Prostitution in Thailand has been common in modern Thailand and its m150 thailand states for centuries. Since 1960, prostitution in Thailand has been de jure illegal.
The Prevention and Suppression of Prostitution Act, B. Persons associating in a “prostitution establishment” with another person for the purpose of prostitution faces a jail term or a fine or both. The Prevention and Suppression of Prostitution Act was written with a particular focus upon child prostitution and trafficking. Section 8 penalizes customers who engage in sexual intercourse with sex workers under the age of 15 years with a prison term of two to six years and a fine of up to 120,000 baht. For sex workers between the ages of 15 and 18 years, the prison term is one to three years, and the fine is up to 60,000 baht.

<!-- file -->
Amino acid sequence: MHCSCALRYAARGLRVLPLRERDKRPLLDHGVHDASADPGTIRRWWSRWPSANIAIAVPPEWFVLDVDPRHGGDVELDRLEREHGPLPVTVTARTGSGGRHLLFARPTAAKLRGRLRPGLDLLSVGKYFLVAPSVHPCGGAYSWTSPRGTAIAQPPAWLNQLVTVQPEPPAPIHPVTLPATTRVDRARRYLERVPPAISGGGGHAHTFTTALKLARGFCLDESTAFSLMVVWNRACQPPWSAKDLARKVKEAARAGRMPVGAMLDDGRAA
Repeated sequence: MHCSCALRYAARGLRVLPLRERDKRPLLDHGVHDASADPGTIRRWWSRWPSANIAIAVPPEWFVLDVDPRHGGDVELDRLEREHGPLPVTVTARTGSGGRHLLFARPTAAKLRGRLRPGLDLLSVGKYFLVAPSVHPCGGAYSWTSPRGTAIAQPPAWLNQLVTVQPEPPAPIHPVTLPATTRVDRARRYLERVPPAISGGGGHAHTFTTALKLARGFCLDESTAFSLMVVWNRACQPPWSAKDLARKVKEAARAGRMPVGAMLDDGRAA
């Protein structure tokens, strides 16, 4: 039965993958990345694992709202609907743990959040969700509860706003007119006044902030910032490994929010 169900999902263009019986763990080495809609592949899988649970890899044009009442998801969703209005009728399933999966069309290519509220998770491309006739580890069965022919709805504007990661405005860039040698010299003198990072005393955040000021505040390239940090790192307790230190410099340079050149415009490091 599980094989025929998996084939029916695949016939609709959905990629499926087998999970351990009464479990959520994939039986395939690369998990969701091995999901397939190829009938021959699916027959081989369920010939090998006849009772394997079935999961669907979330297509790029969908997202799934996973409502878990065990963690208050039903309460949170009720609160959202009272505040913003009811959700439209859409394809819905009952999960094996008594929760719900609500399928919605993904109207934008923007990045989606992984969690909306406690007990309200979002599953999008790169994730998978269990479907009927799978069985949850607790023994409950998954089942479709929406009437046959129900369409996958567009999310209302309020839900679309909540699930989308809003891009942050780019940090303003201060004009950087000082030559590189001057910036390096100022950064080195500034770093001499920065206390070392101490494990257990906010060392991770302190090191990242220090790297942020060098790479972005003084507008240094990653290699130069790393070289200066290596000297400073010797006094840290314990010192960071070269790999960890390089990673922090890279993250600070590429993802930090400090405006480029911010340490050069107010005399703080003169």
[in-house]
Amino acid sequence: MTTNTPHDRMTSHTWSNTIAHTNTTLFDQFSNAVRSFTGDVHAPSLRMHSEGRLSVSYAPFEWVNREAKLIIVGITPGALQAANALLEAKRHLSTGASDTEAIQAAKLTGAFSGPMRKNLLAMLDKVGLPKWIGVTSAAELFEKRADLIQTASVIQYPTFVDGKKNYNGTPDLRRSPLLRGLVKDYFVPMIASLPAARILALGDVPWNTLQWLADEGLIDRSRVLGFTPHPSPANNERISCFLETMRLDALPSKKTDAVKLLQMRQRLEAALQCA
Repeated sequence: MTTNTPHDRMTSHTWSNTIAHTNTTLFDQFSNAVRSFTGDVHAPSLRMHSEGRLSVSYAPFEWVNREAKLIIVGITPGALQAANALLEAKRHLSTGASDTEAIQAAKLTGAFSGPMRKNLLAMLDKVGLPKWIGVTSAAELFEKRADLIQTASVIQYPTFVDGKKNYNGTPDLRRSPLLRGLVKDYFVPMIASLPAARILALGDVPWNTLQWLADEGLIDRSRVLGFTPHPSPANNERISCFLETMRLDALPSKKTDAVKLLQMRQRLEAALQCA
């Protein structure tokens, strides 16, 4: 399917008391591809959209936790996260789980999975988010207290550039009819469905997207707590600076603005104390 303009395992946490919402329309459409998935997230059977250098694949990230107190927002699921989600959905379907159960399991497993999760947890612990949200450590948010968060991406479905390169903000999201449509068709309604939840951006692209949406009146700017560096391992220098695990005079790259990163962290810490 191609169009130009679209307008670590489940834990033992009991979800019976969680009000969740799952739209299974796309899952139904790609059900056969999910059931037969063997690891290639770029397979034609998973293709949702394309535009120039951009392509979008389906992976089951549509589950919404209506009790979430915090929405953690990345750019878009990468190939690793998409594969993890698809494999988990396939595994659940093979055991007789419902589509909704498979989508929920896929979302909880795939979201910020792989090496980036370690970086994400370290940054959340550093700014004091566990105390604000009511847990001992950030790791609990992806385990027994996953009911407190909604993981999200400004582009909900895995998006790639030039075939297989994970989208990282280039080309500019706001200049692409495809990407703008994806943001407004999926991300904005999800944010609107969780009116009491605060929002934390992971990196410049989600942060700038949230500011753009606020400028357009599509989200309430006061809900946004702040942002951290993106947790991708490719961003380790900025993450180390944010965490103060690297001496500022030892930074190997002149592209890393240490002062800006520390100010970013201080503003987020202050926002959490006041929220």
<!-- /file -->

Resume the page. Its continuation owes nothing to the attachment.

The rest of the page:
In regard to trafficking, Section 9 of the act states that, “Any person who procures, seduces or takes away any person for the prostitution of such person, even with her or his consent and irrespective of whether the various acts which constitute an offence are committed within or outside the Kingdom, shall be liable to imprisonment for a term of one to ten years and to a fine of twenty thousand to two hundred thousand Baht. Additionally, any offense under Section 9 that is committed “by means of fraud, deceit, threat, violence, the exercise of undue influence or coercion,” results in a penalty that is “one-third heavier”. The Act was also written to address child prostitution, but lacks complete clarity, as it does not define what an “indecent act” is. Title IX, Section 279 of the Penal Code states: “Whoever, commits an indecent act on a child not yet over fifteen years of age, whether such child shall consent or not, shall be punished with imprisonment not exceeding ten years or fined not exceeding twenty thousand Baht, or both. The Entertainment Places Act of 1966 places the onus upon the owner of certain types of entertainment establishments if prostitution occurs on the premises, thereby making them criminally liable.